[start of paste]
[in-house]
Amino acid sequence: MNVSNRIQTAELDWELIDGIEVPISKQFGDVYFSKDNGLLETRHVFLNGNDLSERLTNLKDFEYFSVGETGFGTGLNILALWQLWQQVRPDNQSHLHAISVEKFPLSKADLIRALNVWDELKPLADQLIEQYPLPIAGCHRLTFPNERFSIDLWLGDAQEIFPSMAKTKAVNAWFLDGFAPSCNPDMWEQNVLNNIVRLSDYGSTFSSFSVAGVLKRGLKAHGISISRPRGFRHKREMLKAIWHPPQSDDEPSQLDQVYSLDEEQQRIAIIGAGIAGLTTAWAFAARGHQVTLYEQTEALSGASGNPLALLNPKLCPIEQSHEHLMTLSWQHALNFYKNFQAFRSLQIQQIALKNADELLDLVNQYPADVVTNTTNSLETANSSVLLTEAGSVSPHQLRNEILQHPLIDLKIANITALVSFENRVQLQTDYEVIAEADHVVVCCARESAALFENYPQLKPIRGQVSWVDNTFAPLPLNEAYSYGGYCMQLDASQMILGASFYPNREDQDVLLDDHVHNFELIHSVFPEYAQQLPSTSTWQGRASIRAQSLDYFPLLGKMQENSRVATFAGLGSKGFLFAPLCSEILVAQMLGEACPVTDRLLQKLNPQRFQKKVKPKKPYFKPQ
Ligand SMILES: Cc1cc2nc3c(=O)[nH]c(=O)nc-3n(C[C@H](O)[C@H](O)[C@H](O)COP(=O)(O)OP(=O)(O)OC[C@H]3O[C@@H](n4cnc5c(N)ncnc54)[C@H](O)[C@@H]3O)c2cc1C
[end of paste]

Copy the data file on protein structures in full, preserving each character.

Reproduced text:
[in-house]
Amino acid sequence: MNVSNRIQTAELDWELIDGIEVPISKQFGDVYFSKDNGLLETRHVFLNGNDLSERLTNLKDFEYFSVGETGFGTGLNILALWQLWQQVRPDNQSHLHAISVEKFPLSKADLIRALNVWDELKPLADQLIEQYPLPIAGCHRLTFPNERFSIDLWLGDAQEIFPSMAKTKAVNAWFLDGFAPSCNPDMWEQNVLNNIVRLSDYGSTFSSFSVAGVLKRGLKAHGISISRPRGFRHKREMLKAIWHPPQSDDEPSQLDQVYSLDEEQQRIAIIGAGIAGLTTAWAFAARGHQVTLYEQTEALSGASGNPLALLNPKLCPIEQSHEHLMTLSWQHALNFYKNFQAFRSLQIQQIALKNADELLDLVNQYPADVVTNTTNSLETANSSVLLTEAGSVSPHQLRNEILQHPLIDLKIANITALVSFENRVQLQTDYEVIAEADHVVVCCARESAALFENYPQLKPIRGQVSWVDNTFAPLPLNEAYSYGGYCMQLDASQMILGASFYPNREDQDVLLDDHVHNFELIHSVFPEYAQQLPSTSTWQGRASIRAQSLDYFPLLGKMQENSRVATFAGLGSKGFLFAPLCSEILVAQMLGEACPVTDRLLQKLNPQRFQKKVKPKKPYFKPQ
Ligand SMILES: Cc1cc2nc3c(=O)[nH]c(=O)nc-3n(C[C@H](O)[C@H](O)[C@H](O)COP(=O)(O)OP(=O)(O)OC[C@H]3O[C@@H](n4cnc5c(N)ncnc54)[C@H](O)[C@@H]3O)c2cc1C